Just like everybody else, apparently, I’ve followed the twists and turns of the Duke lacrosse team scandal with rapt attention. The exotic dancer’s charge that several team members raped and abused her; the subsequent discovery of time-stamped photographs allegedly showing she was abused before she arrived; the testimony of the security guard; the shifting claims of the other dancer; the mixed DNA evidence; the district attorney running for reelection; the criminal records of both the alleged victim and the alleged perpetrators; the angry black community in Durham; and the presumably angry, presumably white, online community that has already made “Duke Lacrosse” T-shirts a best-selling item on eBay and elsewhere.
But — just like everybody else — I’ve found that every shift and change in the story, or, rather, every shift and change in what the public is told about the story, have also led me to draw different conclusions about what it all means. At different times over the past few weeks this story has looked like the War Against Boys made real: innocent young men being lynched for the sake of a DA’s reelection campaign! At other moments, it has looked like a dark, porn-and-alcohol-laced saga of the Corrupt Youth of Today: Back in the day we had keg parties, not strippers! At still other times, it seemed an even darker tale of Old Racism in the Old South. Or New Racism in the New South. Or some combination thereof.
It seems I’m not alone in this pursuit of deeper meaning. A quick trawl of the airwaves and the Internet produces one columnist who sees in this story a moral about the disappearance of chivalry and honor among boys in contemporary America; another who sees in the same story a moral about the disappearance of modesty and caution among girls in contemporary America; and several others who believe, one way or another, that all of this has something to do with President Bill Clinton. Within just a few weeks the case has become — as another writer has already put it — “an ink-blot test, not a legal proceeding.” The right sees the story it wants to see, the left sees the story it wants to see, Jesse Jackson sees the story he wants to see and Rush Limbaugh sees the story he wants to see.
I suppose this rush to judgment, absent the facts, is deplorable, and indeed many are already deploring it. Or deploring the media that are paying too much attention to it and twisting the evidence and ignoring the truth for their own reasons and so on. But I’ve also come to the conclusion that these periodic national moments of intense obsession with hyped-up criminal cases and celebrity trials are somehow necessary in this country, and the media haven’t invented that need out of whole cloth.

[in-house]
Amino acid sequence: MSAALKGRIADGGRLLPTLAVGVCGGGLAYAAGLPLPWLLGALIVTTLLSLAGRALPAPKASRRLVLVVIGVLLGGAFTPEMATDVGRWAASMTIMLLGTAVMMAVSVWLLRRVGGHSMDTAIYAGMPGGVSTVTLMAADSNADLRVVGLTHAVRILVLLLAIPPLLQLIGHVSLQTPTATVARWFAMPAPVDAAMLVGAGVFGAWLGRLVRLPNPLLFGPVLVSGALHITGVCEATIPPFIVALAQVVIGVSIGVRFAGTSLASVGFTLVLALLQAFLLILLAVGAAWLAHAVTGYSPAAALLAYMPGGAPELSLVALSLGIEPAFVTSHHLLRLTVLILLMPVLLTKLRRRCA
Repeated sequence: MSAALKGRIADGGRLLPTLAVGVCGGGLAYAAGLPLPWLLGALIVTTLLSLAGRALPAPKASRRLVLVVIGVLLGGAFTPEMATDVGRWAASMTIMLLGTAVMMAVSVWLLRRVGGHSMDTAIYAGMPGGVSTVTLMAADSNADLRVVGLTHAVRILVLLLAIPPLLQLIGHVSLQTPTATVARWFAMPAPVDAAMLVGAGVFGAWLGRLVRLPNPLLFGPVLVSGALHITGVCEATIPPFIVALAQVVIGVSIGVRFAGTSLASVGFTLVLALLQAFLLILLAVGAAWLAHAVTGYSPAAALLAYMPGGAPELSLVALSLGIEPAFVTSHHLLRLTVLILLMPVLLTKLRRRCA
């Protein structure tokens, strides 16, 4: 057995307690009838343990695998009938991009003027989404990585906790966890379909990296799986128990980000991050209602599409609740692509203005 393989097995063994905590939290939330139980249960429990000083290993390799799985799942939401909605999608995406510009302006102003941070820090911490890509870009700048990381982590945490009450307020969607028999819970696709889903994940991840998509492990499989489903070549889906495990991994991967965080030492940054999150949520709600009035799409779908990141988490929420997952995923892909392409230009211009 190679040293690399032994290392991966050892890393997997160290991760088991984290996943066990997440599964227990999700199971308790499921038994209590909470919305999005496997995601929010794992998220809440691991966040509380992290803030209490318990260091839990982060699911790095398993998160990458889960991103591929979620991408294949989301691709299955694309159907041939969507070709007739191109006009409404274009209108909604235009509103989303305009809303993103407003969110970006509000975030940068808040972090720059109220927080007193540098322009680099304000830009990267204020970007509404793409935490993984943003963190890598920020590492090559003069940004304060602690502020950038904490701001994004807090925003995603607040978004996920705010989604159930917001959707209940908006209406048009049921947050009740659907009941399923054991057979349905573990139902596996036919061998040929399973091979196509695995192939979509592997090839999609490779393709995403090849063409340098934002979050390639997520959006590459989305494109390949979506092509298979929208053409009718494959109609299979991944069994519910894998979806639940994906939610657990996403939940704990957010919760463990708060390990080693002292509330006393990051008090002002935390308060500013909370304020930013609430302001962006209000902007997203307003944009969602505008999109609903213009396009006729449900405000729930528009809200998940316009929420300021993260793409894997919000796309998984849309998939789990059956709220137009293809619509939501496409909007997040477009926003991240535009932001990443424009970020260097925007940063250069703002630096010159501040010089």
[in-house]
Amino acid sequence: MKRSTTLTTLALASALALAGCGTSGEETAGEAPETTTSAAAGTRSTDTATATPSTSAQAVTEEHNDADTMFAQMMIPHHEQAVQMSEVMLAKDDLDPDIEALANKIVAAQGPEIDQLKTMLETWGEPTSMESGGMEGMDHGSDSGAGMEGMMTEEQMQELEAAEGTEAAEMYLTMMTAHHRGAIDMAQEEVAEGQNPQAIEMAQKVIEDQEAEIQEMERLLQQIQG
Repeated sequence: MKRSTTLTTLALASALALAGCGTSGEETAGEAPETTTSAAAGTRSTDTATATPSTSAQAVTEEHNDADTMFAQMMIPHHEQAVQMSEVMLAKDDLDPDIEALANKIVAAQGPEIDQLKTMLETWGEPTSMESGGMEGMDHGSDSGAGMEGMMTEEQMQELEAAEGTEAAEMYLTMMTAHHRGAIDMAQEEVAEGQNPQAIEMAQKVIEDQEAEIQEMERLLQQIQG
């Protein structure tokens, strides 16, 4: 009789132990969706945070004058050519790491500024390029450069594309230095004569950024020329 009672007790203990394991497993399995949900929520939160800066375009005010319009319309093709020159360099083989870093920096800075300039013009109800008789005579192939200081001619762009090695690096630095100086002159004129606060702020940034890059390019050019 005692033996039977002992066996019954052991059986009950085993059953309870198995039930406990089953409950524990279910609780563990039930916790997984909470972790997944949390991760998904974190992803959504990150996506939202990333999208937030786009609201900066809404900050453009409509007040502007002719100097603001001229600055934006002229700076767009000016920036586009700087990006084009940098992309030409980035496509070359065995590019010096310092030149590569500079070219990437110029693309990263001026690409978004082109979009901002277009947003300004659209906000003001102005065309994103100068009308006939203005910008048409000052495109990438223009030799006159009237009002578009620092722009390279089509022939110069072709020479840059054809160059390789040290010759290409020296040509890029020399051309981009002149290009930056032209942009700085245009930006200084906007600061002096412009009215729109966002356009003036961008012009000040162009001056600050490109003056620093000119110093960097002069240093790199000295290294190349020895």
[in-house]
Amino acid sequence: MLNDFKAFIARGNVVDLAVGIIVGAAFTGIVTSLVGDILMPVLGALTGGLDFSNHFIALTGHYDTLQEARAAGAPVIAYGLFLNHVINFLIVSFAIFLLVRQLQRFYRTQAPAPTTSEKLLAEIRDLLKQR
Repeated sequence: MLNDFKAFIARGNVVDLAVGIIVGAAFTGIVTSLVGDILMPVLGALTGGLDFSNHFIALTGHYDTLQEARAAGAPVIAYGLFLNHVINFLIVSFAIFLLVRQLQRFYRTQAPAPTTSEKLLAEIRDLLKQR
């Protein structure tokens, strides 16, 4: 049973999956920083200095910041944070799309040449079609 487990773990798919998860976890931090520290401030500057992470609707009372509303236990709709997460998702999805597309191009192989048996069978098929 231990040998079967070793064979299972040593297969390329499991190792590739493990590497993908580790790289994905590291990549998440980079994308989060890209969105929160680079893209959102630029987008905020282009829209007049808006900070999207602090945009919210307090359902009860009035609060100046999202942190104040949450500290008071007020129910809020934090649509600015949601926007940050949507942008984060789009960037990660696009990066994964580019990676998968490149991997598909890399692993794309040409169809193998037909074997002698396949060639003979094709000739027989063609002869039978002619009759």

In June 1994, after O.J. Simpson’s wife was found murdered and Simpson tried to run from the law in his Ford Bronco, followed by police cars, helicopters and reporters from nearly every television station in the country, I sat up most of the night with a group of friends arguing about the case: whether an innocent man would ever try to escape and whether, having made such an attempt, he could ever get a fair trial, particularly given that he was black and his murdered wife was white — and this was before the trial had begun.
The rest is history. Our argument became a national argument. The trial was not only televised, it was also covered by 2,000 reporters. It produced dozens of books and made celebrities out of the prosecutors, the defense lawyers and the judge. Some 90 percent of Americans said they had seen part of it. About 142 million people are thought to have watched or listened as the verdict was delivered. Not since January 1953, when 71 percent of television-watching Americans saw Lucy Ricardo bring a baby home from the hospital (more than had watched President Eisenhower’s inauguration), had there been an event that so many Americans could discuss so easily in bars, coffee shops or supermarkets with so many other Americans on the following day.
Which is the point, of course. Particularly now that there is no more “I Love Lucy” — and very little of anything that everyone watches at the same time and can discuss around the water cooler on the following day — the O.J. Simpson trial and the Duke lacrosse case, truly horrible though they are, serve that function. They contain elements that everyone can relate to, black or white, rich or poor, male or female. They involve sports. They involve sex. At the deepest level, they involve human evil — murder, rape, jealousy and pride. No wonder so many people are trying to figure out what it all means.